2003 Findings on the Worst Forms of Child Labor - Turkey
|Publisher||United States Department of Labor|
|Author||Bureau of International Labor Affairs|
|Publication Date||29 April 2004|
|Cite as||United States Department of Labor, 2003 Findings on the Worst Forms of Child Labor - Turkey, 29 April 2004, available at: http://www.refworld.org/docid/48c8ca3ac.html [accessed 6 March 2015]|
|Disclaimer||This is not a UNHCR publication. UNHCR is not responsible for, nor does it necessarily endorse, its content. Any views expressed are solely those of the author or publisher and do not necessarily reflect those of UNHCR, the United Nations or its Member States.|
Government Policies and Programs to Eliminate the Worst Forms of Child Labor
The Government of Turkey has been a member of ILO-IPEC since 1992. In working towards meeting EU accession conditions, priorities for the Government of Turkey include fulfilling obligations to eliminate child labor. The Ministry of Labor and Social Security established a Child Labor Unit (CLU) that chairs an interagency advisory committee, comprised of representatives of government ministries, NGOs, universities, and other United Nations agencies. The CLU is also responsible for making and promoting child labor laws, launching new programs, and raising awareness with the public. The CLU has contributed to the preparation of the child labor chapter in the Eighth Five-Year Development Plan of Turkey (2000-2005). This plan commits the government to respond to child labor and promote policies designed to combat child labor by increasing family income, providing social welfare, and reducing education costs for the poor. The Government of Turkey is currently developing a National Timebound Policy and Program Framework that will further be used to develop actions to eliminate the worst forms of child labor and the involvement of children below the age of 15 in all forms of work in Turkey within a period of ten years. In October 2002, an Anti-Trafficking Task Force was formed.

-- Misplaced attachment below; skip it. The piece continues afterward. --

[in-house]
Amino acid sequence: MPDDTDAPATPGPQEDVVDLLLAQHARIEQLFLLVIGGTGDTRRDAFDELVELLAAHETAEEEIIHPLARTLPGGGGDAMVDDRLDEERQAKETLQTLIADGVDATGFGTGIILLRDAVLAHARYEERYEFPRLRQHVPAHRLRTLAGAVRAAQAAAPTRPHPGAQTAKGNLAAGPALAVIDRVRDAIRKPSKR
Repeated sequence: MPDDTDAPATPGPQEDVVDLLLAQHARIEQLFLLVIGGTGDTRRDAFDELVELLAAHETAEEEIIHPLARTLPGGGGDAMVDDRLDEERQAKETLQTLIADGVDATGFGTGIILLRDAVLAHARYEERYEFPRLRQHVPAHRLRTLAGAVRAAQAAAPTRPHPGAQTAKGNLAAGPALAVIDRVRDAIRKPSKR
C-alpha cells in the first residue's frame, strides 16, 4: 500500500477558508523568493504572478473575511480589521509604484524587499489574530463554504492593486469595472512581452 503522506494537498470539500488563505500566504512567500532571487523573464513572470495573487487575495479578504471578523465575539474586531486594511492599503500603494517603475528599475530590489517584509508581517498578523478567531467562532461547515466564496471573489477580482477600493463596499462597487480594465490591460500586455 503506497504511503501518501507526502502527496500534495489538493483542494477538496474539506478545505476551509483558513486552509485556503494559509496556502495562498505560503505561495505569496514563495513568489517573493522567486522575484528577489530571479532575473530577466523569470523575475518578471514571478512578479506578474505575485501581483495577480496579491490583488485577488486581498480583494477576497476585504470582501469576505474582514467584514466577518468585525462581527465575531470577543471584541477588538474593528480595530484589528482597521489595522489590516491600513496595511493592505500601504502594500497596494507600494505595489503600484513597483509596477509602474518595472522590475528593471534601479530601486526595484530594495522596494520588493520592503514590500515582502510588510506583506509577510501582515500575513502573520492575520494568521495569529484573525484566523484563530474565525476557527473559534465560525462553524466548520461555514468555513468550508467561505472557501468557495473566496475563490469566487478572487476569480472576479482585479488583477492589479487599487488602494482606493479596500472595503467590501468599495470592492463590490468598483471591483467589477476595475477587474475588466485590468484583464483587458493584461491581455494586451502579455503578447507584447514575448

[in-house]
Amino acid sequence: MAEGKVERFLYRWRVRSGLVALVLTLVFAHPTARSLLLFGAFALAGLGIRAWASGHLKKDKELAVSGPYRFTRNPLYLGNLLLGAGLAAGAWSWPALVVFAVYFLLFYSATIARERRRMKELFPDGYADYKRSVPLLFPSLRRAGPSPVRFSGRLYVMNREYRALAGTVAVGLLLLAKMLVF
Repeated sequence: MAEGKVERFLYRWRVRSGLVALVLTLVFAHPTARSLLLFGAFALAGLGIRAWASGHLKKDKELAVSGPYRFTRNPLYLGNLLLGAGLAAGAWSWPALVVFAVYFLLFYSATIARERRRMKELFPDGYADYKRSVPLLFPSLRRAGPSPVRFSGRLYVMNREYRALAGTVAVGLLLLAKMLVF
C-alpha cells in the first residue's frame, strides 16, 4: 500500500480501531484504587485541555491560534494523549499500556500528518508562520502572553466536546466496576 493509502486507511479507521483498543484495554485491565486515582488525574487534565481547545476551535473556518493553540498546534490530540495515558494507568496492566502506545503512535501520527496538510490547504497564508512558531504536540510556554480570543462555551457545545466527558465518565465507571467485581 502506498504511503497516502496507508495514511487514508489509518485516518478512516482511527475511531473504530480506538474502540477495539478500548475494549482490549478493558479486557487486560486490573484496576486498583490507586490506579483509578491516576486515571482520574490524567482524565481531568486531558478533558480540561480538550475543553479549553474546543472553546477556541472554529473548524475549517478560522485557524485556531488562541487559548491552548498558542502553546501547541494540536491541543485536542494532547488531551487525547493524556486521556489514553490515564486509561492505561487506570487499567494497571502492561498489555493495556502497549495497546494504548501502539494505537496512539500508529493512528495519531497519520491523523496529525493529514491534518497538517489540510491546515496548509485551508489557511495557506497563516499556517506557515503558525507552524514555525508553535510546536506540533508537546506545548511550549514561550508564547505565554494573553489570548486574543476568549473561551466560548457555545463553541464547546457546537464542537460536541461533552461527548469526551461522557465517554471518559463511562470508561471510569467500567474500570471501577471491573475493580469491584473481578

Two nationwide surveys on child labor were carried out by the State Institute of Statistics in 1994 and 1999 as part of the Household Labor Force Survey with technical assistance from ILO-IPEC.
Various regional child labor elimination programs are underway throughout the country, supported by the national or local level authorities in Turkey. The government operates 28 centers to aid working street children. The Ministry began a project in Izmir, to stop children under 15 years old from working in the footwear industry, textiles, and auto repair. The Ministry and the Province of Yalova have established a center where education, psycho-social, and other services are provided to approximately 500 children who work or are at risk of entering child labor. The Southeastern Anatolia Development Project Regional Development Administration and the Directorate of Social Services and Child Protection jointly established a center for working children in Diyarbakir to provide social and psychological support to children and raise awareness among local organizations about child labor issues. The Directorate also provides education, psycho-social and other services at 2 centers in Golcuk and Adapazari to an estimated 1,000 children.
To support basic education reform, the EU provided fundingin 2002 to improve access and the retention of children in basic and non-formal education in 12 provinces and 5 urban and suburban areas. In 2002, the World Bank approved a loan to support the Second Basic Education Project that will improve education through a number of measures, including the construction of new classrooms, provision of education materials, and teacher training. In 2001, the World Bank approved the Social Risk Mitigation Project to alleviate economic hardship on poor households that finances the expansion of education and health grants for the poorest 6 percent of families to support keeping children in school. In June 2003, the Ministry of National Education and UNICEF launched the Advocacy Campaign for Girls' Education to have every girl in school by the year 2005.
Incidence and Nature of Child Labor